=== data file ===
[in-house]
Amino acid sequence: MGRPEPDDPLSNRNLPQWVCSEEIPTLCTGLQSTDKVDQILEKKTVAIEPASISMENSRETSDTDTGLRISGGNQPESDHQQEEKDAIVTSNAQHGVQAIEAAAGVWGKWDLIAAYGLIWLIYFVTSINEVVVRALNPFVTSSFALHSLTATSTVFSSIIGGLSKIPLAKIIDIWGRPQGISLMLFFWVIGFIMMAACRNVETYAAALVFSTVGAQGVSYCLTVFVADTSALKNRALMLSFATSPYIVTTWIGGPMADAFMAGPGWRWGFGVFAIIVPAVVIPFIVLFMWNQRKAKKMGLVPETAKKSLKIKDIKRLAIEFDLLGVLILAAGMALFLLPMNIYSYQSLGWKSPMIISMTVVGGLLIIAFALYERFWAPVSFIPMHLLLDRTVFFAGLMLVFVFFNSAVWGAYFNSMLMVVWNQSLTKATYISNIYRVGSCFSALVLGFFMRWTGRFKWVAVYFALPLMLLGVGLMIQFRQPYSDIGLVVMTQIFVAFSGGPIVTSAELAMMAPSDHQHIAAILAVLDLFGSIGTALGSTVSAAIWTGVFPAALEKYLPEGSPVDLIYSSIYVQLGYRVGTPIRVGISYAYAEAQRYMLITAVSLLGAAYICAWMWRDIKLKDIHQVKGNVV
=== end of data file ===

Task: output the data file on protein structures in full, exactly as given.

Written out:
[in-house]
Amino acid sequence: MGRPEPDDPLSNRNLPQWVCSEEIPTLCTGLQSTDKVDQILEKKTVAIEPASISMENSRETSDTDTGLRISGGNQPESDHQQEEKDAIVTSNAQHGVQAIEAAAGVWGKWDLIAAYGLIWLIYFVTSINEVVVRALNPFVTSSFALHSLTATSTVFSSIIGGLSKIPLAKIIDIWGRPQGISLMLFFWVIGFIMMAACRNVETYAAALVFSTVGAQGVSYCLTVFVADTSALKNRALMLSFATSPYIVTTWIGGPMADAFMAGPGWRWGFGVFAIIVPAVVIPFIVLFMWNQRKAKKMGLVPETAKKSLKIKDIKRLAIEFDLLGVLILAAGMALFLLPMNIYSYQSLGWKSPMIISMTVVGGLLIIAFALYERFWAPVSFIPMHLLLDRTVFFAGLMLVFVFFNSAVWGAYFNSMLMVVWNQSLTKATYISNIYRVGSCFSALVLGFFMRWTGRFKWVAVYFALPLMLLGVGLMIQFRQPYSDIGLVVMTQIFVAFSGGPIVTSAELAMMAPSDHQHIAAILAVLDLFGSIGTALGSTVSAAIWTGVFPAALEKYLPEGSPVDLIYSSIYVQLGYRVGTPIRVGISYAYAEAQRYMLITAVSLLGAAYICAWMWRDIKLKDIHQVKGNVV